There must be an adequate regulatory frame work to eradicate corruption from India. It is globally except that corruption deters the level of investment and weakens the economic development of a country.  Hence for this reason we need effective regulators develop, to implement and monitor an effective anti-corruption program for themselves and the stakeholders. India has a number of institutions at the federal and state level with authority to deal with allegations of corruption. There are so many anti-corruption institutions to make strict laws on corruption. The Central Bureau of Investigation functions under the Ministry of Personnel, Pension & Public Grievances. The CBI consists of three divisions: the Anti-Corruption Division, the Special Crimes Division, and the Economic Offences Division. These units have the power to investigate cases of alleged corruption in all branches of the central government, ministries, public sector entities and the Union Territories.

The Government of India has established various authorities to regulate different aspects of

the economy. In the Indian context, regulators carry wide ranging powers to make, authorize, recommend and govern policy decisions and administer and execute government programs. Regulators are important stakeholders for ensuring good governance and healthy competition.

There must be adequate policies, protocols, and monitoring/reporting mechanisms, including procedural actions and sanctions to counter corrupt practices.

There is need for effective ethical framework as part of anti corruption strategy. The Government aimed at developing appropriate communication and educative mechanism to spread core values and ideals for which the regulator stands for. There is a need to create public awareness on anti-corruption strategy, complaint and whistle blowing mechanisms and on strong monitoring and reporting mechanism by posting periodic updates on the respective web sites and sharing of the information with other regulators or Government agencies for appropriate action to eradicate corruption.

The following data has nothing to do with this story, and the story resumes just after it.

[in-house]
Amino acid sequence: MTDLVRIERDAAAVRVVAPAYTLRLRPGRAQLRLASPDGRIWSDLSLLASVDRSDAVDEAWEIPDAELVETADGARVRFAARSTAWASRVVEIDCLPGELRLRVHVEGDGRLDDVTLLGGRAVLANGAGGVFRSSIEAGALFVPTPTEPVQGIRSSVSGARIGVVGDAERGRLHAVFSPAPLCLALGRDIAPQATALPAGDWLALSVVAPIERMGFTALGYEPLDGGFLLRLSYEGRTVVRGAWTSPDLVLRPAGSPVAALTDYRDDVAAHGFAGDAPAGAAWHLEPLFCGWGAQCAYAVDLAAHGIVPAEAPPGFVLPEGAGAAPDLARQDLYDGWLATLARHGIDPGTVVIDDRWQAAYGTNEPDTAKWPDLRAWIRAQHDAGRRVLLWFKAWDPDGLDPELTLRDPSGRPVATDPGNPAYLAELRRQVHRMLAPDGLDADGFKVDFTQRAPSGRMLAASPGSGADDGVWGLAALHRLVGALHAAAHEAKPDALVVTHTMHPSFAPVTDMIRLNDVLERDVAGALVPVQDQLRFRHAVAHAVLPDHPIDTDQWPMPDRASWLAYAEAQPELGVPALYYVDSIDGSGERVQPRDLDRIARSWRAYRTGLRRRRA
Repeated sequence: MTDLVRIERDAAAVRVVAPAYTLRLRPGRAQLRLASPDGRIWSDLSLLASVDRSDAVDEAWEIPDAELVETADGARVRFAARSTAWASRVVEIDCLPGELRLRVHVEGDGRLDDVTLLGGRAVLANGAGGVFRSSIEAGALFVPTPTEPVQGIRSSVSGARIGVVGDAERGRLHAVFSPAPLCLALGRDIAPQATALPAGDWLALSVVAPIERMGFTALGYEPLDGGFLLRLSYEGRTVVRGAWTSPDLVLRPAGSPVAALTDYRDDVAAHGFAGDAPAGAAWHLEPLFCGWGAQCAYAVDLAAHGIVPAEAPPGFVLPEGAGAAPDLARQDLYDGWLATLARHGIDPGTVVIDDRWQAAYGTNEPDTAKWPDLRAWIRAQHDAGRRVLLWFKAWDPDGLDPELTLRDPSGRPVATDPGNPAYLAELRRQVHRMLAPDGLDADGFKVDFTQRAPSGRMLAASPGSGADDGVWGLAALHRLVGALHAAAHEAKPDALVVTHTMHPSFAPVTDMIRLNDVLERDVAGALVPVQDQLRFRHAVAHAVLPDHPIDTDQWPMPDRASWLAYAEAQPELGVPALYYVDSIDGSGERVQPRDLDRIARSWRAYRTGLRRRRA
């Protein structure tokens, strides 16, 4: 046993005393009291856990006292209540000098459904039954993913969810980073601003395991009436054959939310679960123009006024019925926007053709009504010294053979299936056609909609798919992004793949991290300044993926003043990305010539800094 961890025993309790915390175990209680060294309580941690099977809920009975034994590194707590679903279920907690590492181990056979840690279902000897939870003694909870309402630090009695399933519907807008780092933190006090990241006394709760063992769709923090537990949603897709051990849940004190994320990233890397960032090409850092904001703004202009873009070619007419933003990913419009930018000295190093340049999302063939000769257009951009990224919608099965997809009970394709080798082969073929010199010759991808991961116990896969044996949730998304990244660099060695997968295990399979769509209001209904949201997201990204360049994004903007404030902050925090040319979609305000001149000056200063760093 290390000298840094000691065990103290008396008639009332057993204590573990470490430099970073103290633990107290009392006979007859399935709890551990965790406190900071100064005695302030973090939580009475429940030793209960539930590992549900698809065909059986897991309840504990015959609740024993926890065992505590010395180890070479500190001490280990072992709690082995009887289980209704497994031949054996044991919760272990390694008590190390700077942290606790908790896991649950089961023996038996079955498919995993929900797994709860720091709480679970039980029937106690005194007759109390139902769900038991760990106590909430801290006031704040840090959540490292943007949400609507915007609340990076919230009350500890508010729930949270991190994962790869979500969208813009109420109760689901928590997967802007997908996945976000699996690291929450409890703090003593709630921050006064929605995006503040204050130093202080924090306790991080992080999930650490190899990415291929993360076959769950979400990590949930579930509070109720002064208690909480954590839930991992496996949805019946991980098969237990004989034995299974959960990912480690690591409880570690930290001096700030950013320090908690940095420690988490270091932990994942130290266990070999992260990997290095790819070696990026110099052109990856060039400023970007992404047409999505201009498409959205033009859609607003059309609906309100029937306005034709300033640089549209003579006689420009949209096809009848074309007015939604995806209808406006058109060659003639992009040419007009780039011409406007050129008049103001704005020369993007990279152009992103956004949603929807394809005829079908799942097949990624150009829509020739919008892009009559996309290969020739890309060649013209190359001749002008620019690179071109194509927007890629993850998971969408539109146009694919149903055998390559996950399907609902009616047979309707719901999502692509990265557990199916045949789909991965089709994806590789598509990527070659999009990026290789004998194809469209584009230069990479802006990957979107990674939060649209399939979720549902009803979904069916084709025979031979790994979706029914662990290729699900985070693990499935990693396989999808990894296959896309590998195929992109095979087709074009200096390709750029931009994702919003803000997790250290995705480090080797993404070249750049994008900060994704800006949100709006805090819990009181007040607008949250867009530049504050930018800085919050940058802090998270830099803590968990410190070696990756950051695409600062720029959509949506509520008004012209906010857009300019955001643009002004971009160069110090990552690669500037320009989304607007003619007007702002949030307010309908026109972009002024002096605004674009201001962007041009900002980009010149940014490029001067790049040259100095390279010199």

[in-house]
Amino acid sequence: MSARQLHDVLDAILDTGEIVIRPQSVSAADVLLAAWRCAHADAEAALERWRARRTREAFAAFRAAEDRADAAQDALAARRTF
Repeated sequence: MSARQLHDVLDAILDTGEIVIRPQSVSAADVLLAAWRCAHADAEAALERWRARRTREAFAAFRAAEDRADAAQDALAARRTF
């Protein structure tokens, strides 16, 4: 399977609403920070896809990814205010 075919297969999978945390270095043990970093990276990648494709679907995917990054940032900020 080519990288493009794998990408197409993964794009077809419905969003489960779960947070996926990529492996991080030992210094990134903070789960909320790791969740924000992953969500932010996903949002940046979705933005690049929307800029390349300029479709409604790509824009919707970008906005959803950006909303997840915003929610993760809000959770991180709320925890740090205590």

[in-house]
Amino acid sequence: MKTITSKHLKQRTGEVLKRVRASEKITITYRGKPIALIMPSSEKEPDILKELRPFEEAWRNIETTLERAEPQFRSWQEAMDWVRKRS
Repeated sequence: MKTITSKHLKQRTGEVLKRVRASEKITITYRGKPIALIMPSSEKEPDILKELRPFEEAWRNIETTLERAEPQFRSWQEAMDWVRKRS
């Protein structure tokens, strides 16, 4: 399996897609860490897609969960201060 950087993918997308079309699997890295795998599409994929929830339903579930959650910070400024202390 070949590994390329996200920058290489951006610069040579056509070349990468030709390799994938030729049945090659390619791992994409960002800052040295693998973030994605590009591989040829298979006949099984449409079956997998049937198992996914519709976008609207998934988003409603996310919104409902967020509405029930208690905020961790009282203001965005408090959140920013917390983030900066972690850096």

In many instances, regulators prescribe self regulatory measures for their stakeholders (for example brokers in capital markets and practicing public accountants). Such measures govern the conduct of participants in the regulator’s area of operation and serve as an important line of defence against unethical activity contributing to corruption. It worsens our image in international market and leads to loss of overseas opportunities. Corruption is a global problem that all countries of the world have to confront, solutions, however, can only be home grown. It affects the mind of the people. We have tolerated corruption for so long. It has created a huge problem. The time has now come to root it out from its roots. The Prevention of Corruption Act, 1947, has been a miserable failure in reaching its target.

There should be  exclusively an Autonomous Body  like “Election Commission” where the Chief Functionary  and  other  top officials will be  appointed by the  President of India and once they are appointed  they will be acting  as their own  to implement the law /rules  in order to arrest and curve  and bring down the  corruption graph.  They will have the power to access in all the fields and all the walk of the life  and to keep the close vigil of the activities of  all the Bureaucrats, Ministers, MLA, MPs and other sources wherefrom corruption is being generated.

Sufficient, qualified and most professional personnel  without any nepotism, favouratism and political interference ,   should be recruited so that  close, constant vigilance can be arranged  . Moreover early disposal of the case must be assured so that corrupted people cannot escape throwing dust into the eyes of law for the cause of inordinate delay in framing charge-sheet and  completion of  case and its judgment. We know that corruption has increased out of all proportions. To eradicate corruption from the society we need new legislative enactment by the Central Government and its sincere and serious implementation.